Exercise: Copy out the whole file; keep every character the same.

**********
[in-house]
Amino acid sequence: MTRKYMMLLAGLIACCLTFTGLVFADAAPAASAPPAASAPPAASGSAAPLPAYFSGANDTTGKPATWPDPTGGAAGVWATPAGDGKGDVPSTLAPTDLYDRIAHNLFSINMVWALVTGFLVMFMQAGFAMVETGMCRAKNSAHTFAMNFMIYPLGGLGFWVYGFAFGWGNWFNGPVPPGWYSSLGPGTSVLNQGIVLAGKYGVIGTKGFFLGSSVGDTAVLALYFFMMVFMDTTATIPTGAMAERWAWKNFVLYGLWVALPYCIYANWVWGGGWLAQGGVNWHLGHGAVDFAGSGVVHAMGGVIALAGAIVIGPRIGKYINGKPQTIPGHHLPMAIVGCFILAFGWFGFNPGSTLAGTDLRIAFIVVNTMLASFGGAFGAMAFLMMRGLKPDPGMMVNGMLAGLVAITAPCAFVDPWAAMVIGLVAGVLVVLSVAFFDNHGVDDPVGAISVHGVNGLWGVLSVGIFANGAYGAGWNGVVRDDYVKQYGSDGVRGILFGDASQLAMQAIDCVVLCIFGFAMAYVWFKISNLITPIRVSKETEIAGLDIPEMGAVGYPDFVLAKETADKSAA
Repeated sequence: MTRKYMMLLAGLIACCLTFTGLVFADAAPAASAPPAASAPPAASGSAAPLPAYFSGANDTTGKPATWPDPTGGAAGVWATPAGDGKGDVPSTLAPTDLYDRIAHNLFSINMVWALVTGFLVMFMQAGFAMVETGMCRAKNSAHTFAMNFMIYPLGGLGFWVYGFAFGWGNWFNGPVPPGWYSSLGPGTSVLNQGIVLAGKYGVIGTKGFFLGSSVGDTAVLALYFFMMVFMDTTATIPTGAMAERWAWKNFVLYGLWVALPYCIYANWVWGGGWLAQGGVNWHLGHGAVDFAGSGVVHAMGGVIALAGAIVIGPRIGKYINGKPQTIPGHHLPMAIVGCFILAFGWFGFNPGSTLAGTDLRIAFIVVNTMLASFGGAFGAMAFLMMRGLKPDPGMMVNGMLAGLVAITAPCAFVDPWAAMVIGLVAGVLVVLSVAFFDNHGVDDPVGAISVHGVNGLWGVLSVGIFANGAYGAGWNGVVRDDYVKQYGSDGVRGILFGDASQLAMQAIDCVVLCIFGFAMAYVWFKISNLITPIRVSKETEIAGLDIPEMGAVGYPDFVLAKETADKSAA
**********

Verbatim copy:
[in-house]
Amino acid sequence: MTRKYMMLLAGLIACCLTFTGLVFADAAPAASAPPAASAPPAASGSAAPLPAYFSGANDTTGKPATWPDPTGGAAGVWATPAGDGKGDVPSTLAPTDLYDRIAHNLFSINMVWALVTGFLVMFMQAGFAMVETGMCRAKNSAHTFAMNFMIYPLGGLGFWVYGFAFGWGNWFNGPVPPGWYSSLGPGTSVLNQGIVLAGKYGVIGTKGFFLGSSVGDTAVLALYFFMMVFMDTTATIPTGAMAERWAWKNFVLYGLWVALPYCIYANWVWGGGWLAQGGVNWHLGHGAVDFAGSGVVHAMGGVIALAGAIVIGPRIGKYINGKPQTIPGHHLPMAIVGCFILAFGWFGFNPGSTLAGTDLRIAFIVVNTMLASFGGAFGAMAFLMMRGLKPDPGMMVNGMLAGLVAITAPCAFVDPWAAMVIGLVAGVLVVLSVAFFDNHGVDDPVGAISVHGVNGLWGVLSVGIFANGAYGAGWNGVVRDDYVKQYGSDGVRGILFGDASQLAMQAIDCVVLCIFGFAMAYVWFKISNLITPIRVSKETEIAGLDIPEMGAVGYPDFVLAKETADKSAA
Repeated sequence: MTRKYMMLLAGLIACCLTFTGLVFADAAPAASAPPAASAPPAASGSAAPLPAYFSGANDTTGKPATWPDPTGGAAGVWATPAGDGKGDVPSTLAPTDLYDRIAHNLFSINMVWALVTGFLVMFMQAGFAMVETGMCRAKNSAHTFAMNFMIYPLGGLGFWVYGFAFGWGNWFNGPVPPGWYSSLGPGTSVLNQGIVLAGKYGVIGTKGFFLGSSVGDTAVLALYFFMMVFMDTTATIPTGAMAERWAWKNFVLYGLWVALPYCIYANWVWGGGWLAQGGVNWHLGHGAVDFAGSGVVHAMGGVIALAGAIVIGPRIGKYINGKPQTIPGHHLPMAIVGCFILAFGWFGFNPGSTLAGTDLRIAFIVVNTMLASFGGAFGAMAFLMMRGLKPDPGMMVNGMLAGLVAITAPCAFVDPWAAMVIGLVAGVLVVLSVAFFDNHGVDDPVGAISVHGVNGLWGVLSVGIFANGAYGAGWNGVVRDDYVKQYGSDGVRGILFGDASQLAMQAIDCVVLCIFGFAMAYVWFKISNLITPIRVSKETEIAGLDIPEMGAVGYPDFVLAKETADKSAA